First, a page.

Pussy Grabbed Back Hard Enough to Make Me Her Boyfriend

I was reluctant to go to the Women’s March. It’s not that I didn’t want to support the cause or show that I have the utmost respect for women. Rather, I didn’t feel it was my place. I don’t know, it just felt like it would be sleazy rather than enlightened or considerate for me to attend. And yet, how was I to say no when my younger sister, Angela (a real goth who fittingly worshipped early era Jewel and Stevie Nicks) asked me to give her a ride into Manhattan from our removed little Garden City, Long Island world? Though I will say the fact that our town’s logo is a pineapple does speak to a larger sexual subtext, one that I can’t tell is progressive or not. I’d like to think probably not because it’s Long Island, and it’s better for me creatively to feel there’s an element of oppression where I’m living. I’m a musician, you know–I need constant inspiration. In any event, I didn’t start out my day thinking I was going to fall in love with a militant female protesting the patriarchy. I sort of just thought I’d park downtown, take the train with my sister up to Midtown to see she got situated, and then maybe hang around Hell’s Kitchen until it was all over. But it just didn’t happen that way.

It all began when I tried to leave Angela with her friends, the ones I had never met before or knew she even had. I guess ever since she started up with this weird book club in the East Village, she’s met a lot of new people. A lot of activists. I didn’t notice any of them because of Anna, who had made the grandest statement of anyone by dressing in a sequined black ball gown with a plunging neckline, white evening gloves, rhinestone jewelry and strappy silver stilettos. Hers was an ironic anti-feminist stance. She believed you could still adhere to a Marilyn Monroe aesthetic and possess within you the soul of a Gloria Steinem or Betty Friedan. I instantly knew I had to stay to see what she did next. I don’t want to call it love at first sight. That would be puerile at this point in my life. I’m a 32-year-old man living with my parents. I’m delusional, but not that delusional.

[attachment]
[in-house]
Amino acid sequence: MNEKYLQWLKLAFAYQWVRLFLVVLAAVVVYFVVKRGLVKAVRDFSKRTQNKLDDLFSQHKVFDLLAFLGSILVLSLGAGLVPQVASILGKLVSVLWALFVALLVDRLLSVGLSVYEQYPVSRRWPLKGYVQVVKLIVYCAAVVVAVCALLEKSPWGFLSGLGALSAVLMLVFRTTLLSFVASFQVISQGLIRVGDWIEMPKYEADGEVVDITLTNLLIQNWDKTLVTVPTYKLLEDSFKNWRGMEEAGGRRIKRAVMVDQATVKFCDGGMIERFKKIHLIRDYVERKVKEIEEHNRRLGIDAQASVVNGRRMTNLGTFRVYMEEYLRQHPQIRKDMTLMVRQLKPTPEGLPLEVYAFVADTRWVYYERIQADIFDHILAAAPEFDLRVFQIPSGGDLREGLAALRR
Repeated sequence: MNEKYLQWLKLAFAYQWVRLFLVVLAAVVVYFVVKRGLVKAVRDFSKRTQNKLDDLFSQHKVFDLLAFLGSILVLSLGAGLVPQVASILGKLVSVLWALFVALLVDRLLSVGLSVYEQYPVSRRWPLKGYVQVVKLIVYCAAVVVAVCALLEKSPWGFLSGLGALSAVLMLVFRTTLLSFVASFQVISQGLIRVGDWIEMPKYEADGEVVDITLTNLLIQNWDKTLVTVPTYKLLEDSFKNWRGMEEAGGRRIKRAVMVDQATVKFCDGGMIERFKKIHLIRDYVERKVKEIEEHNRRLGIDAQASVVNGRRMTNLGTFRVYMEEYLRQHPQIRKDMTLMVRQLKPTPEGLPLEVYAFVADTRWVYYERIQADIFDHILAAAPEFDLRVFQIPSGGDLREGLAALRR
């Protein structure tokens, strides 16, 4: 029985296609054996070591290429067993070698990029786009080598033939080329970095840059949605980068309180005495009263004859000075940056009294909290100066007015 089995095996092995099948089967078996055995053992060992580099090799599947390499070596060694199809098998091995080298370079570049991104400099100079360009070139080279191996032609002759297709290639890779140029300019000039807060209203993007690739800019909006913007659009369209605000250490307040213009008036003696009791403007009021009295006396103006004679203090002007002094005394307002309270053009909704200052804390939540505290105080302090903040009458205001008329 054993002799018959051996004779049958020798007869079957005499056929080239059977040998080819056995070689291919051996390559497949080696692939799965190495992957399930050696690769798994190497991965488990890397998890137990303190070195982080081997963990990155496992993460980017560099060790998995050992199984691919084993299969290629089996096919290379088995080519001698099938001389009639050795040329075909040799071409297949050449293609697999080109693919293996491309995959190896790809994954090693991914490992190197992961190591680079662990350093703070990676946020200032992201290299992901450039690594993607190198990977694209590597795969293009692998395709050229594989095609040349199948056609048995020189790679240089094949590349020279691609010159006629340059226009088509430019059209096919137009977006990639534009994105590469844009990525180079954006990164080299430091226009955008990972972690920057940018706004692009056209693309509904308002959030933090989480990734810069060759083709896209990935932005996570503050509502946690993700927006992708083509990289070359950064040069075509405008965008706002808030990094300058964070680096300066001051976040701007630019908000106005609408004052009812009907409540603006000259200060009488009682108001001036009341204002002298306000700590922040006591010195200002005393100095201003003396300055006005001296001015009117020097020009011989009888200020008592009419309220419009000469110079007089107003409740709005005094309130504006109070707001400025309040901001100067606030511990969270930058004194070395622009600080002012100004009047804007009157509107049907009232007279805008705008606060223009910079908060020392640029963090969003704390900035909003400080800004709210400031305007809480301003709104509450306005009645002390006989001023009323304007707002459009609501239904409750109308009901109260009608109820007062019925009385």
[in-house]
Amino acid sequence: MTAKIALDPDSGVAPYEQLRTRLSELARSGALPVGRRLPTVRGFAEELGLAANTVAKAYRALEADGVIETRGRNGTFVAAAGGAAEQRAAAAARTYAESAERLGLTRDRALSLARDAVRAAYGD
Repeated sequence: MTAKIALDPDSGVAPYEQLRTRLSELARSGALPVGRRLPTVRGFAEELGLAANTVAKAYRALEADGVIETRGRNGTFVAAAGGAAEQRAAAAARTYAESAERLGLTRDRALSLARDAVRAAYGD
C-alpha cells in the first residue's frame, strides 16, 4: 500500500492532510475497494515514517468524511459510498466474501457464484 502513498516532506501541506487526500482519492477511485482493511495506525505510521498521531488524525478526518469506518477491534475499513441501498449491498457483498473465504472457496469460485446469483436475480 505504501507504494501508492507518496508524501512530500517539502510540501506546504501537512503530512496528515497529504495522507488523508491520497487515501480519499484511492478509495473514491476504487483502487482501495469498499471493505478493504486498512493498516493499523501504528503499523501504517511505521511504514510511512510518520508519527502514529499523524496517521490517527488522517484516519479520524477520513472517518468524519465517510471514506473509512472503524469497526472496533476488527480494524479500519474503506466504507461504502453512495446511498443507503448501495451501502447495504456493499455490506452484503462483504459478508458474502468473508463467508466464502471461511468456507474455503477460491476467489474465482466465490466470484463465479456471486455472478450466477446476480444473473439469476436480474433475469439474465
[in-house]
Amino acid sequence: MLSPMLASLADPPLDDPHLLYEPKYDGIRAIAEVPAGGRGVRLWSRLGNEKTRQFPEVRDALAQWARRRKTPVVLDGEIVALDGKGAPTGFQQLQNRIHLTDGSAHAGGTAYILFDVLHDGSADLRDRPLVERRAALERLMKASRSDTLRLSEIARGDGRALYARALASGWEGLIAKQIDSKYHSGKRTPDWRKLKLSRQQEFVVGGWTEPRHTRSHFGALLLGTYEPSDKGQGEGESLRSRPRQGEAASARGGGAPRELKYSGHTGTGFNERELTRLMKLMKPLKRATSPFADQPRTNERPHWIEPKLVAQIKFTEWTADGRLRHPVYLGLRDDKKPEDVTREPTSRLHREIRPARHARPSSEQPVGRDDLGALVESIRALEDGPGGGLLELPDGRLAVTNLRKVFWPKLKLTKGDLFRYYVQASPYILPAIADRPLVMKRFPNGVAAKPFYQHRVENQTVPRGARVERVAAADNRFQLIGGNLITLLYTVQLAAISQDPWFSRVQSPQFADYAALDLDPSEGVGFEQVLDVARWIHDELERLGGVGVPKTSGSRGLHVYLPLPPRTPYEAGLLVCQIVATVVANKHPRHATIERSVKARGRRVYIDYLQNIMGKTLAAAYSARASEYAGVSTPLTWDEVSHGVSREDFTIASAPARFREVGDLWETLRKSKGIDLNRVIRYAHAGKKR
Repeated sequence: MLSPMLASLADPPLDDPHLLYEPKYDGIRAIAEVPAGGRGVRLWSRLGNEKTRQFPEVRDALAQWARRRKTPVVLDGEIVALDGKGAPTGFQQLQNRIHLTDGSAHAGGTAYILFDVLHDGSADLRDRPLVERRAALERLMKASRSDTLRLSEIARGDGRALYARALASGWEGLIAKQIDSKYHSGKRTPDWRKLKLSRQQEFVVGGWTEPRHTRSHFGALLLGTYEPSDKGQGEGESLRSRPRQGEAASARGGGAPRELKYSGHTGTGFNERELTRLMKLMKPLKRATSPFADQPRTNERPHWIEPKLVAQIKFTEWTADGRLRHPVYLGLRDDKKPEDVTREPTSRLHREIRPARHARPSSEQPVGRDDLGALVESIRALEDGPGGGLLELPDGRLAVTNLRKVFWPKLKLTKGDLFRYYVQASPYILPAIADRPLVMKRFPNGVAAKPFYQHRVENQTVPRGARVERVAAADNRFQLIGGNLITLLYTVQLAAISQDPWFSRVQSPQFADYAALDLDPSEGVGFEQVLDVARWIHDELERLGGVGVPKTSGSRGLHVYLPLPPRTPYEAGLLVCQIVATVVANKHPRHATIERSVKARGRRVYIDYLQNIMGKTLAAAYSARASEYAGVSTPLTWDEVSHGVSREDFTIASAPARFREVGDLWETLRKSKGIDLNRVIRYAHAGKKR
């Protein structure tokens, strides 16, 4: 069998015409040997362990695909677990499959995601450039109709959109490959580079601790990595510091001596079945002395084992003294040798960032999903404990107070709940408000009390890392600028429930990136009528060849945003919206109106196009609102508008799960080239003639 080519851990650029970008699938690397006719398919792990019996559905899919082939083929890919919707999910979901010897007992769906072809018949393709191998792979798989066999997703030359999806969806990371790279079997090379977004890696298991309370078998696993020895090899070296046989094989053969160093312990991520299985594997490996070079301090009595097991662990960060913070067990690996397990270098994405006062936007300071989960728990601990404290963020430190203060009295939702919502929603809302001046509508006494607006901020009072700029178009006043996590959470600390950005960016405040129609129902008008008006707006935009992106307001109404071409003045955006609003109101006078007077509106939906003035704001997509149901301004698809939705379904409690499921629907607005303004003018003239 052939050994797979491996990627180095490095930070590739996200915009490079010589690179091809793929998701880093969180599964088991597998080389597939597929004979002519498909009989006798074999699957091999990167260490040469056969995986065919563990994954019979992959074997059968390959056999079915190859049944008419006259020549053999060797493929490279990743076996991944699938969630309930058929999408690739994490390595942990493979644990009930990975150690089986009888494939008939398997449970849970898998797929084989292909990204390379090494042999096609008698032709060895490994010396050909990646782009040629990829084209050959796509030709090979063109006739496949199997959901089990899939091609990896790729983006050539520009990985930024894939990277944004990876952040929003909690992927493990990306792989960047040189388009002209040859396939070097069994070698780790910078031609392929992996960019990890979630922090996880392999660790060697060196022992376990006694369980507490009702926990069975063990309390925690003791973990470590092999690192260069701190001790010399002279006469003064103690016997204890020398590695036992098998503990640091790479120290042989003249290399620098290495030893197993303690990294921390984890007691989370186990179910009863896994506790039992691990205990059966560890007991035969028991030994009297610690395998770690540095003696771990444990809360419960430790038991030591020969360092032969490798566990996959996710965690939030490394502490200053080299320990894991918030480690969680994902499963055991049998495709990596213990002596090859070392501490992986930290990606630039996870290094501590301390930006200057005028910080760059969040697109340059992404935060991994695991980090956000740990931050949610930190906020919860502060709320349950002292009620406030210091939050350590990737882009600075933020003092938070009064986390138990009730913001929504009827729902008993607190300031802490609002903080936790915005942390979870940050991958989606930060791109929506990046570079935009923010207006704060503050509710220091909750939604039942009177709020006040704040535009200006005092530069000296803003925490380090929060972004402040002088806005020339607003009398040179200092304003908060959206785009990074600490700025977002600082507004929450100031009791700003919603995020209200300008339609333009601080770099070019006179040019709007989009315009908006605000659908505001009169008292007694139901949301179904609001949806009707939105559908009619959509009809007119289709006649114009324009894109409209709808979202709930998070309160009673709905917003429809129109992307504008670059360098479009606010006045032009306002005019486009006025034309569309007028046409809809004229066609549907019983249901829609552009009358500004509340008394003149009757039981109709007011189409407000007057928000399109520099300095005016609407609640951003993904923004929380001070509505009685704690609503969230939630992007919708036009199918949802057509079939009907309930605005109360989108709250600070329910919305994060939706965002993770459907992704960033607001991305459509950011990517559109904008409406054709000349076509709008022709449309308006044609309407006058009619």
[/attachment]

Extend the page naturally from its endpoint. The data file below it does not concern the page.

Anna was not nearly as captivated by me as I was by her. She’s a 24-year-old ball of fire–so everything captivates her constantly and at random. Still, she found the time to say, “You’re Alan? Angie’s brother? Heard a lot about you. I’m Anna.” She waved at me, balancing her PRESIDENT FRUMP, NO ONE WANTS TO GRAB YOUR DICK sign as she put on a pink pussy hat to crown her look. “You joining us?” she demanded. Again, it was a question I couldn’t say no to that day. And anyway, I’ve heard saying yes to everything results in good things. Or was that the tagline to Yes Man starring Jim Carrey?